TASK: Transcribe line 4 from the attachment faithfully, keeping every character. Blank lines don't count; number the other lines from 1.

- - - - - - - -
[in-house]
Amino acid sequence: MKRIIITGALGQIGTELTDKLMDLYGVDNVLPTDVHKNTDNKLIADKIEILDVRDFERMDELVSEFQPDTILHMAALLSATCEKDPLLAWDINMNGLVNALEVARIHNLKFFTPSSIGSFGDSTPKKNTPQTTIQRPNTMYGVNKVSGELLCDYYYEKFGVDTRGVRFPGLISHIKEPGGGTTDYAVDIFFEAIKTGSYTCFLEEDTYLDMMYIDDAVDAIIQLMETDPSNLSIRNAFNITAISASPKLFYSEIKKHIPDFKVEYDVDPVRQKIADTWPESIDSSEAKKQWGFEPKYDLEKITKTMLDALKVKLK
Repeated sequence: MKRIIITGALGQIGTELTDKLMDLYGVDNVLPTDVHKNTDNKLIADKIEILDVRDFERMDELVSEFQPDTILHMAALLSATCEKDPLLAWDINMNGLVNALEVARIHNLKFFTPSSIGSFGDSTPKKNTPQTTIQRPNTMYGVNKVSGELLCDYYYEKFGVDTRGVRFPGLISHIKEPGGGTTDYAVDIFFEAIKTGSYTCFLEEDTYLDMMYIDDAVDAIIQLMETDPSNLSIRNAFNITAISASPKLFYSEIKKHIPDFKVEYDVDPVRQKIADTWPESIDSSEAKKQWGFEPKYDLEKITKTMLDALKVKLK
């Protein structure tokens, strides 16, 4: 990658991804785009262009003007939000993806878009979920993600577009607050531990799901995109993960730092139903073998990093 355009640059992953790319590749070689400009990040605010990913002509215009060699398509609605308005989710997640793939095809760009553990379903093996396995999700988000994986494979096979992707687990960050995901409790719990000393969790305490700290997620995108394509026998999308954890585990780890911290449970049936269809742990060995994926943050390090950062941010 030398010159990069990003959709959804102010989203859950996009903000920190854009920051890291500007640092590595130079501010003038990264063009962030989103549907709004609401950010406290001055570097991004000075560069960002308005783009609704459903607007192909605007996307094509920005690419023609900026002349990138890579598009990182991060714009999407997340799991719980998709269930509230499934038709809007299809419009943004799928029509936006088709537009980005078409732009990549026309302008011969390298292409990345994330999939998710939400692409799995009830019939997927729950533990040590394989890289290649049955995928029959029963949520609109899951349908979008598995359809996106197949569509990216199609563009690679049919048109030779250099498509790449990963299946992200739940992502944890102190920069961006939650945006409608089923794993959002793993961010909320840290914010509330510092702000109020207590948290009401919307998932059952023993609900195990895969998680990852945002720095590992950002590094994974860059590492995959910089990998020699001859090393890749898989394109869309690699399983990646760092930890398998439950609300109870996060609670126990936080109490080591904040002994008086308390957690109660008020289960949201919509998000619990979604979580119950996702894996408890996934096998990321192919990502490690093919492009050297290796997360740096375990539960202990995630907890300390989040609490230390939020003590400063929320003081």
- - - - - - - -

């Protein structure tokens, strides 16, 4: 990658991804785009262009003007939000993806878009979920993600577009607050531990799901995109993960730092139903073998990093 355009640059992953790319590749070689400009990040605010990913002509215009060699398509609605308005989710997640793939095809760009553990379903093996396995999700988000994986494979096979992707687990960050995901409790719990000393969790305490700290997620995108394509026998999308954890585990780890911290449970049936269809742990060995994926943050390090950062941010 030398010159990069990003959709959804102010989203859950996009903000920190854009920051890291500007640092590595130079501010003038990264063009962030989103549907709004609401950010406290001055570097991004000075560069960002308005783009609704459903607007192909605007996307094509920005690419023609900026002349990138890579598009990182991060714009999407997340799991719980998709269930509230499934038709809007299809419009943004799928029509936006088709537009980005078409732009990549026309302008011969390298292409990345994330999939998710939400692409799995009830019939997927729950533990040590394989890289290649049955995928029959029963949520609109899951349908979008598995359809996106197949569509990216199609563009690679049919048109030779250099498509790449990963299946992200739940992502944890102190920069961006939650945006409608089923794993959002793993961010909320840290914010509330510092702000109020207590948290009401919307998932059952023993609900195990895969998680990852945002720095590992950002590094994974860059590492995959910089990998020699001859090393890749898989394109869309690699399983990646760092930890398998439950609300109870996060609670126990936080109490080591904040002994008086308390957690109660008020289960949201919509998000619990979604979580119950996702894996408890996934096998990321192919990502490690093919492009050297290796997360740096375990539960202990995630907890300390989040609490230390939020003590400063929320003081």